I've spent some time in the past day or so working on an optimal dovetail layout for the eight drawer fronts. Since the height of each drawer is approximately 1.75 inches, this doesn't leave much room for multiple dovetails. After some consideration and sketching of layouts on some precut cardboard, I decided on a layout comprising two tails and somewhat narrow pins. I feel this looks elegant and has sufficient strength for such a small drawer. The tails are housed within the drawer front, also known as blind or lapped dovetails, and in doing so, do not take anything away from the appearance of the face of the drawer fronts. I went ahead and mocked up a sample dovetailed corner with the exact dimensions of the drawer height and the sizes of the components. This mock-up allows me a better feel for how the drawer will look in the drawer case. In the photo, the mock-up or sample drawer corner has a cherry front and alder for the side.
I haven't decided which wood I'll be using for the drawer sides just yet, my criteria is to have a striking contrast with the drawer front. It isn't visible in the photo, but I have also created the grooves for the drawer bottom in the mock-up. The process of laying out dovetails involves locating the drawer bottom groove on the tail and pin board. The groove, in this case .25 inch, is completely contained within the lower tail. This both simplifies the process and does not introduce any issues with overlap of pin and tail with the groove, possibly weakening the joint.. Therefore, consideration of where the drawer bottom groove is located is part of the layout process for the dovetails.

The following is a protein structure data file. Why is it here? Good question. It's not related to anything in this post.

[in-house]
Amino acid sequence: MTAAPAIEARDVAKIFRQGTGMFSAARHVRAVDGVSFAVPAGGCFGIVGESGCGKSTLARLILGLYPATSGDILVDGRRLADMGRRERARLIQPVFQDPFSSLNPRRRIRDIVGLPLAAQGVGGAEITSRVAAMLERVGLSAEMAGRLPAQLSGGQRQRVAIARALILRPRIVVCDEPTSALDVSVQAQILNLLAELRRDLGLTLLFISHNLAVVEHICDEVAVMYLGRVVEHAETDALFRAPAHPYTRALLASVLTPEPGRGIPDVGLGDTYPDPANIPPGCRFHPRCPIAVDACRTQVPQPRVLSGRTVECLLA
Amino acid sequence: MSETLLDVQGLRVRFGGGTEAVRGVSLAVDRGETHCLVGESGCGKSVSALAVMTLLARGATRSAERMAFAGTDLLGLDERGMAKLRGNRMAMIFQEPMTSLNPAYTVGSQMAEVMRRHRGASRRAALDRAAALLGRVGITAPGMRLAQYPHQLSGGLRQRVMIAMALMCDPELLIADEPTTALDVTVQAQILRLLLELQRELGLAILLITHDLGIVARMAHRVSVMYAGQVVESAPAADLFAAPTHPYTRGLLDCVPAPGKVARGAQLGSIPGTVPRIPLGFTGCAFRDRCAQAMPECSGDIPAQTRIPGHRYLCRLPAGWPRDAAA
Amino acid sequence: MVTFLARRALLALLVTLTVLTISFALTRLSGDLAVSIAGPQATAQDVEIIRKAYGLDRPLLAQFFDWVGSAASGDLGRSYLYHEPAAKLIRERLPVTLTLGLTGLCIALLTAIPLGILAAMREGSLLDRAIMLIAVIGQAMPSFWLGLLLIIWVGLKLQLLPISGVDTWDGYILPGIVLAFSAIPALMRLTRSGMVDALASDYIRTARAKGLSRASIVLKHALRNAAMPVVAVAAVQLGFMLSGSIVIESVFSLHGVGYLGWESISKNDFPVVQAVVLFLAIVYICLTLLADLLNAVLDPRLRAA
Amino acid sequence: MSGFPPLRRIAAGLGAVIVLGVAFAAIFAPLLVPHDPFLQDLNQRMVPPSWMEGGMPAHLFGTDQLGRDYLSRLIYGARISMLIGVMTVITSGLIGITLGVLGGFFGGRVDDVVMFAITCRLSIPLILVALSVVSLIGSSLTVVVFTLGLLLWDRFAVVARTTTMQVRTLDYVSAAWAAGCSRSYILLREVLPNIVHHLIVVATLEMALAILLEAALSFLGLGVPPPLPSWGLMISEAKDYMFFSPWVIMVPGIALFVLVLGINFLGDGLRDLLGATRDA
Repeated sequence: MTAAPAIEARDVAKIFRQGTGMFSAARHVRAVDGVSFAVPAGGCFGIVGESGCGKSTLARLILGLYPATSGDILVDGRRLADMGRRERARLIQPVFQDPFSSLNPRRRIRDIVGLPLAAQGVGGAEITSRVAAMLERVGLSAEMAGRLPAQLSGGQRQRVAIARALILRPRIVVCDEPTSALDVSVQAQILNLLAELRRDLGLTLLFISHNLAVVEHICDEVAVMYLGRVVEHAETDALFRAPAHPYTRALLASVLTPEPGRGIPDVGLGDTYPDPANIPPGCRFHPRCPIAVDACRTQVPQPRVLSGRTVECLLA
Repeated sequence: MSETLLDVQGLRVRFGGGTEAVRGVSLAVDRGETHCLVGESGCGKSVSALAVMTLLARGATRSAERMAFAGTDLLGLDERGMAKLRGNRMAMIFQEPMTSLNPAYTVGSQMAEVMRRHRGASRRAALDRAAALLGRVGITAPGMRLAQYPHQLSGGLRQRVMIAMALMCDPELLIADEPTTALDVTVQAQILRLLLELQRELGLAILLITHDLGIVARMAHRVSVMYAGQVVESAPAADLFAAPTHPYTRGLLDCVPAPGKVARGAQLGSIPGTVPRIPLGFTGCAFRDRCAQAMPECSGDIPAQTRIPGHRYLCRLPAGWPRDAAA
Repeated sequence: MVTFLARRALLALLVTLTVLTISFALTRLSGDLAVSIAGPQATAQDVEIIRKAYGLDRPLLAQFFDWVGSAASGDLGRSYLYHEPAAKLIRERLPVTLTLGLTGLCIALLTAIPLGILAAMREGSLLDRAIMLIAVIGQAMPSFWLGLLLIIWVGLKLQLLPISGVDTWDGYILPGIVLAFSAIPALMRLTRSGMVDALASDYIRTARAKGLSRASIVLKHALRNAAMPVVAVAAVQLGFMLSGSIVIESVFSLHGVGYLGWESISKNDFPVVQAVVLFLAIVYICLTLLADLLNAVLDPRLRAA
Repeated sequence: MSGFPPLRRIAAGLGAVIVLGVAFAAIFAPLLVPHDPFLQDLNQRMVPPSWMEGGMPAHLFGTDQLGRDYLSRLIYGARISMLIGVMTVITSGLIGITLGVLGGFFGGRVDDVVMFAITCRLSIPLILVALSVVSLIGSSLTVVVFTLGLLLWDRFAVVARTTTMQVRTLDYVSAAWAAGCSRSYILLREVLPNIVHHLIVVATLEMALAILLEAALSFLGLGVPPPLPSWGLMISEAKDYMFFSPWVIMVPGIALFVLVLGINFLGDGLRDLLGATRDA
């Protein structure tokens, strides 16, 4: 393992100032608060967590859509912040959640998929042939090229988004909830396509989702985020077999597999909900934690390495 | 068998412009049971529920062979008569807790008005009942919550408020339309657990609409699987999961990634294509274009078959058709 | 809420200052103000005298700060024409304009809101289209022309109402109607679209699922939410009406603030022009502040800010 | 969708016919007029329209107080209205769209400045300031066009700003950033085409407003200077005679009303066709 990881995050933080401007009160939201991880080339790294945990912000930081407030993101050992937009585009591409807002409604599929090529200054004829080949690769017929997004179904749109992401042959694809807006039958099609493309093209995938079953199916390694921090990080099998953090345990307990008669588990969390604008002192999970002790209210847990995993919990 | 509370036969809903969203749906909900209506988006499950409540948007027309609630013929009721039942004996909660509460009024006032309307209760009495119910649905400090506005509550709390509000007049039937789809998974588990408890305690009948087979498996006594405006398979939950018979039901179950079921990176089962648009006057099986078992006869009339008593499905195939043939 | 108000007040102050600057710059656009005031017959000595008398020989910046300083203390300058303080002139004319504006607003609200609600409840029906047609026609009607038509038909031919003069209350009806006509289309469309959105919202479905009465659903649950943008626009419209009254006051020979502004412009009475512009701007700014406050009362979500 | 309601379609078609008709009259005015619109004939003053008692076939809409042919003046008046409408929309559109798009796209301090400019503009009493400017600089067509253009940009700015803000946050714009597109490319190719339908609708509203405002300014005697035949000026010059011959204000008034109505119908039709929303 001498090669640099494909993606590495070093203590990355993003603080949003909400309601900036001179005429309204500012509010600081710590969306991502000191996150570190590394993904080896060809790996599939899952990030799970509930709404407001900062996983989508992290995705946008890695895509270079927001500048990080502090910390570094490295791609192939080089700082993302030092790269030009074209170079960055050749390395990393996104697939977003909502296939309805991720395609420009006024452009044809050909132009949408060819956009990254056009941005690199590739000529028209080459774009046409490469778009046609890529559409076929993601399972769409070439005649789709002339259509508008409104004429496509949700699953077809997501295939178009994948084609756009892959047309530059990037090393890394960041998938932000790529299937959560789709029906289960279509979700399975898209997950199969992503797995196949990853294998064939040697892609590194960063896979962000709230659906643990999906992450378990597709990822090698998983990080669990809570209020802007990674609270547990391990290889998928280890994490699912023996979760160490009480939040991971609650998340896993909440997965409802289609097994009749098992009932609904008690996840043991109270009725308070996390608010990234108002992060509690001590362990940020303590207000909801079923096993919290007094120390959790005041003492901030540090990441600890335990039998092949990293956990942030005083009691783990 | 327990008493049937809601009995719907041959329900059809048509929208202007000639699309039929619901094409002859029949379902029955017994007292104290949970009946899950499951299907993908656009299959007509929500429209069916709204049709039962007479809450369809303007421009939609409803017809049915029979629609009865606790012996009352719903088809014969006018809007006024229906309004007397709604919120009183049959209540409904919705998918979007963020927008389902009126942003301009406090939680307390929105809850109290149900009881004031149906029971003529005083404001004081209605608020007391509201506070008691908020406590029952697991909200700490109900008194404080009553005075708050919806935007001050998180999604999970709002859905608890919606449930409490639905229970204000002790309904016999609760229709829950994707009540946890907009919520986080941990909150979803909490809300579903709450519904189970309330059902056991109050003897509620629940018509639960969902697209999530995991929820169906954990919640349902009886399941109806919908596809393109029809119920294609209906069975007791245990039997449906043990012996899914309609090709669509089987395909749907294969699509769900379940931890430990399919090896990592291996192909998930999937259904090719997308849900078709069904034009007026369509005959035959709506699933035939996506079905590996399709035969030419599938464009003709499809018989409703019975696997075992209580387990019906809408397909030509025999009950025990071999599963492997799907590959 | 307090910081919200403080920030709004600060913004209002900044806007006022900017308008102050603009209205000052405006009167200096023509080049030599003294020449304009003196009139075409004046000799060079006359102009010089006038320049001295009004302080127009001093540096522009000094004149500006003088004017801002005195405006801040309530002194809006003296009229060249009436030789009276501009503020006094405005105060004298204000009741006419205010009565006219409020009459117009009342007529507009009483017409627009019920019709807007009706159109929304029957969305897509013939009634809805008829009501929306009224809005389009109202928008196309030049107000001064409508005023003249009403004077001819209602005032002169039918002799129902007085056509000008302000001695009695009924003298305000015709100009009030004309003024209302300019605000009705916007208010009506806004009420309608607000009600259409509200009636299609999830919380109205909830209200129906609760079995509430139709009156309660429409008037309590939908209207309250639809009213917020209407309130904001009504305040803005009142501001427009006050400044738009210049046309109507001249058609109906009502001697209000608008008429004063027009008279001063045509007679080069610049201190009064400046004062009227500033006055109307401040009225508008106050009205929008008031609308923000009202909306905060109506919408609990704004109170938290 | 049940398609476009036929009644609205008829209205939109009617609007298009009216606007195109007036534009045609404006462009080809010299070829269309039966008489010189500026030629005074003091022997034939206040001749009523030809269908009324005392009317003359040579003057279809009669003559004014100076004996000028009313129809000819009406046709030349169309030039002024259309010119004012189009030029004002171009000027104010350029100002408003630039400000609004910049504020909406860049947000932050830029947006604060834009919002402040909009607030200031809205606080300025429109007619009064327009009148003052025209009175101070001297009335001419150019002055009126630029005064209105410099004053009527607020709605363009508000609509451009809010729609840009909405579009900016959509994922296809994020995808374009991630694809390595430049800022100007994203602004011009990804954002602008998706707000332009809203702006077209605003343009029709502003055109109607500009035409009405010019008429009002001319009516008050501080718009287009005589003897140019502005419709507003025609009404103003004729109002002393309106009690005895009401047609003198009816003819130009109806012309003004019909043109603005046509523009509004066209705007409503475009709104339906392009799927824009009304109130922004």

I'm glad to have gone through this exercise and in the process also have the exact measurements with precise settings on my tools to be able to replicate these dovetails. I create the tails first, then use the tails to mark out the pins. I now have two marking gauges preset to the correct depths of both the drawer side and drawer front, I use a divider to mark the dovetails.
Next I will cut and prepare the parts for the eight drawers paying careful attention to the grain orientation of the drawer fronts. I'll also prepare extra components for a complete drawer as extra insurance against any mistakes. The nice part about this process is that every drawer is fairly identical and therefore the initial layout and measurements apply to each set of drawer components. In my next post, I'll have everything laid out and marked and hopefully partially complete.